Borissov’s GERB: Bulgaria’s ruling coalition is stable

Bulgaria’s ruling coalition is stable and any attempts to undermine confidence in its artificially will result in nothing more than a storm in a teacup, Prime Minister Boiko Borissov’s GERB party said on December 18, dismissing opposition speculation about early parliamentary elections.

The declaration by GERB was read in the National Assembly by MP Tsveta Karatantcheva on the day that the National Assembly voted to approve the appointment of Ekaterina Zaharieva as Justice Minister to succeed Hristo Ivanov, a Reformist Bloc member who resigned his post in protest against the version of constitutional amendments on judicial reform approved by Parliament.

Ivanov’s resignation was followed by one of the parties of the Reformist Bloc, a minority partner in the coalition cabinet formed by Borissov in November 2014, going into opposition – while the bloc as a whole decided to continue supporting the government.

In debate on Zaharieva’s appointment, Lyutvi Mestan, leader of opposition party the Movement for Rights and Freedoms (MRF), said that the government only spoke about reforms without carrying them out and the word reform had become meaningless.

“There is no development without reforms. There is no stability without development…elections have become a necessity, ” Mestan said. Elections were needed, not to halt reforms, but because this government was incapable of carrying them out, he said.

Radan Kanev, leader of the Democrats for a Strong Bulgaria, the Reformist Bloc party that has gone into opposition, said that the appointment of Zaharieva, twice a former caretaker deputy prime minister, showed that GERB had not had a candidate for the post and there was no stable solution to the state’s serious institutional crisis.

This, according to Kanev, signalled that the government was opening the way to early elections, and this was what the MRF wanted, Kanev said.

Karatantcheva said that the ruling majority in Parliament had carried out the maximum possible number of legislative activities and the national Budget adopted would make possible the normal functioning of all sectors in the country. The GERB declaration hailed as “positive and truly reformist” the “historic compromise” that had made possible the approval of the constitutional amendments.

GERB was determined to achieve reforms, but these should not be at any cost but should have been carefully thought-through, based on debate and with genuine support in Parliament, serving the needs of society and guaranteeing a long-term result, the party’s declaration said, vowing that judicial reform would continue and that anyone saying the opposit was a “manipulator”.

Meanwhile, in Bulgaria in past days and weeks, civil society has been seeking to put pressure on the country’s politicians towards genuine judicial reform.

Photo via the Facebook page of the 'Justice for All' initiative.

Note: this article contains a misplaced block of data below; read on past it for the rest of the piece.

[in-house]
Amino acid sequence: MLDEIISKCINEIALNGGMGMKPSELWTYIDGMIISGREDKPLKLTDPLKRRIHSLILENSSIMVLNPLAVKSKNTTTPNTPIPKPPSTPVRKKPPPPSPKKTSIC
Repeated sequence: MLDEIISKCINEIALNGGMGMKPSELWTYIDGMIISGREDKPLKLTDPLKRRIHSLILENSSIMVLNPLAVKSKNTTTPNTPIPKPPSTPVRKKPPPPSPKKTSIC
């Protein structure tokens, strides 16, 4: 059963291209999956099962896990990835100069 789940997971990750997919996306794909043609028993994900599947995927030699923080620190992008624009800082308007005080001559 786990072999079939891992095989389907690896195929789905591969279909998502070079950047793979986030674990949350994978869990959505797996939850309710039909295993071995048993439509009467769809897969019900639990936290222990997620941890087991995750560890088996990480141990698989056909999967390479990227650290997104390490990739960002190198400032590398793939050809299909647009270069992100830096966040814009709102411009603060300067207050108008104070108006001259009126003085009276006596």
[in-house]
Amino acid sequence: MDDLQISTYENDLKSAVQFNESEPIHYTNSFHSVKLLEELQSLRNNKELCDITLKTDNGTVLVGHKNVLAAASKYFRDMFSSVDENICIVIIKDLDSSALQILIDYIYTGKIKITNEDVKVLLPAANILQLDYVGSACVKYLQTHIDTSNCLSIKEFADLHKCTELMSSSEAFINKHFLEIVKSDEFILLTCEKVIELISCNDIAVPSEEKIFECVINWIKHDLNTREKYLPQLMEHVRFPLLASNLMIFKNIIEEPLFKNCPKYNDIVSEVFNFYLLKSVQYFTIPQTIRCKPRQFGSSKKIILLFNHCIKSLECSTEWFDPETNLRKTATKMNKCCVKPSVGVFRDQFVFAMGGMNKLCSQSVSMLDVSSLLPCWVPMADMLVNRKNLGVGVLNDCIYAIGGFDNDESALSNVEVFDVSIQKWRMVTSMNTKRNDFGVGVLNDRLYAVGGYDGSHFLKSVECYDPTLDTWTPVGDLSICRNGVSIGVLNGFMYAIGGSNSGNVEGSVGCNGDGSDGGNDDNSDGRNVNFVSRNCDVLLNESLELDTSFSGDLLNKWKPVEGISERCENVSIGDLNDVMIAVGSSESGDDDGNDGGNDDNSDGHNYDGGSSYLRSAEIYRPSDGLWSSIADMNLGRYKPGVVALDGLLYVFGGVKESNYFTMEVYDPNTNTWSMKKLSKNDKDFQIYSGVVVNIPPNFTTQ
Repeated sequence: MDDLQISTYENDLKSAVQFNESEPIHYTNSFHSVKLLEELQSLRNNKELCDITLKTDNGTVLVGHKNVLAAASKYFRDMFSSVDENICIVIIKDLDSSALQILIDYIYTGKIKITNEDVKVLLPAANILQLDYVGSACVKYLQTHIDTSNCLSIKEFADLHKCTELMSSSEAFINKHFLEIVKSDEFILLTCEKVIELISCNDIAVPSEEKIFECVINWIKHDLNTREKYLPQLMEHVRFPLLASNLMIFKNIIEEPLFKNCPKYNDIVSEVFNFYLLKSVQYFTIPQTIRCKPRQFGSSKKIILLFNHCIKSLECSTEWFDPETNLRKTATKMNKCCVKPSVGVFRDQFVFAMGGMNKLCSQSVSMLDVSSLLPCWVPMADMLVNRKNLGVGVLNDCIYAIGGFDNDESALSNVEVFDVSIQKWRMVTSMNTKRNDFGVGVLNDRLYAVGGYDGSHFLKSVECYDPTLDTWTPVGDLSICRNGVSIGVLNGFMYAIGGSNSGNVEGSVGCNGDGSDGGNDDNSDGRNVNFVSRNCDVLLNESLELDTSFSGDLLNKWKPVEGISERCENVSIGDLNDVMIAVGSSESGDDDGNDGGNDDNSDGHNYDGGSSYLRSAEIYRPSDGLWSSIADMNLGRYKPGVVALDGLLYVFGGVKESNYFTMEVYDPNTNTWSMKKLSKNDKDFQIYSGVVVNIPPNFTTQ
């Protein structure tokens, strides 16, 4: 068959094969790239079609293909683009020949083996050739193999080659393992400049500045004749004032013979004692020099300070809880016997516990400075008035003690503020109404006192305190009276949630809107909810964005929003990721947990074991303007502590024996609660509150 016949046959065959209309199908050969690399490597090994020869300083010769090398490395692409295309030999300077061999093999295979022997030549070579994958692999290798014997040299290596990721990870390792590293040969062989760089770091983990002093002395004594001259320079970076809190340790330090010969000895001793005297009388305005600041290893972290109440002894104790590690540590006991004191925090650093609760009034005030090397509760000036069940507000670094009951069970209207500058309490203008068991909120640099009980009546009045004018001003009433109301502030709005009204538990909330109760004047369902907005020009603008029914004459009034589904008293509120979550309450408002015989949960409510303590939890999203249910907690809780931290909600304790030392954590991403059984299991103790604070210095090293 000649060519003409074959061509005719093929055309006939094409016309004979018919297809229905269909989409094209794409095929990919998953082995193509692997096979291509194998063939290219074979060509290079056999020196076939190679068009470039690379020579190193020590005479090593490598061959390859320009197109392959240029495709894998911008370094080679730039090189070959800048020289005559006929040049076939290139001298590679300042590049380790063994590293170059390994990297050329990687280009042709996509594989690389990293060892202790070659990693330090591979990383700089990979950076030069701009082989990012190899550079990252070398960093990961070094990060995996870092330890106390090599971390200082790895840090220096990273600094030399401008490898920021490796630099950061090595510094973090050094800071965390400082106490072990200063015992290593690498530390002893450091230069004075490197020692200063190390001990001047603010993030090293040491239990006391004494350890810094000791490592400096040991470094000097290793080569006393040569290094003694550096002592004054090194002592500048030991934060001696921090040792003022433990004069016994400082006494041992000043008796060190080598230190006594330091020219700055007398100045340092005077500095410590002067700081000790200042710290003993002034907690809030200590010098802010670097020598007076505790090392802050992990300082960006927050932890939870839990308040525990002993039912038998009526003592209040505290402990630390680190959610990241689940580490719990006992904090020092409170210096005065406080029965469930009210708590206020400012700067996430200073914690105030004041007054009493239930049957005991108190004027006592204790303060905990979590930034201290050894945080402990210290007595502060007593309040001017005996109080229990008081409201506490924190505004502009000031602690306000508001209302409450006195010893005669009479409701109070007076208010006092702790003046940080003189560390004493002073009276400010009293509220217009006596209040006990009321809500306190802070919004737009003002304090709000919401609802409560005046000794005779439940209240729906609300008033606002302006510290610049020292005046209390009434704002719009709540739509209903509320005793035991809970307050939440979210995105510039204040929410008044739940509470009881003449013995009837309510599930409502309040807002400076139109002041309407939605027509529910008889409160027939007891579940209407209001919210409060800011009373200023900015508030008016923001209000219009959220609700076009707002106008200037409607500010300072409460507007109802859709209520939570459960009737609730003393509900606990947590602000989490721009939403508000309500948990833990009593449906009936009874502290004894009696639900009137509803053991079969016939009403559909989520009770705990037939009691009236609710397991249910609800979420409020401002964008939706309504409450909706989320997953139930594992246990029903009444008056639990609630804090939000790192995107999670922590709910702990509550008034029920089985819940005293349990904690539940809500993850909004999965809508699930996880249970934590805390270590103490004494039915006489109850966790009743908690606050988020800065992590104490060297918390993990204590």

Photo via the Facebook page of the ‘Justice for All’ initiative.

There have been a number of well-attended public protests on several evenings in Sofia, further stimulated by Ivanov’s resignation on a matter of principle.

On December 18, the civil initiative “And Justice for All” (“Правосъдие за всеки”) urged new Justice Minister Zaharieva to start a new procedure towards constitutional changes and to submit a report prepared by Ivanov on a draft new Judicial System Act.
“Justice for All” said that these two steps would be a major landmark whether Zaharieva would do something to continue judicial reform.

In their open letter to the new minister, the group told her that she had neither the time nor the “comfort” because of the low level of public confidence in the judicial system.

Civil society was alert and would know immediately whether Zaharieva was ready to work honestly and boldly to solve the serious problems in the judicial system or whether her office and activity would be used only to calm the public and mitigate the criticism in the monitoring report by the European Commission at the end of January 2016.

The statement said that in recent months, Bulgarian society had seen an unprecedented war by the oligarchy and the status quo against real judicial reform in the country. Ivanov’s judicial reform had been replaced by a political deal and double compromises. “Justice for All” called for the introduction of full independence of the courts from the political class and from the prosecution as a party in the process, and the immediate start of a fight against high-level corruption.

Should Zaharieva have the vision and courage to work towards solving the serious problems of the justice system, “you will receive our support, and that of thousands of Bulgarian citizens yearning for the rule of law, independent court, effective prosecution and functioning institutions. If not, you will be just be a convenient minister serving the replacement of reform in favor of the plutocratic status quo,” the Justice for All initiative said.

Also on December 18, Roumyana Buchvarova, Deputy Prime Minister in charge of coalition policy and a senior GERB figure, said that an annexe to the coalition government agreement would be signed in early January 2016, before the resumption of Parliament on January 13.



The Sofia Globe staff

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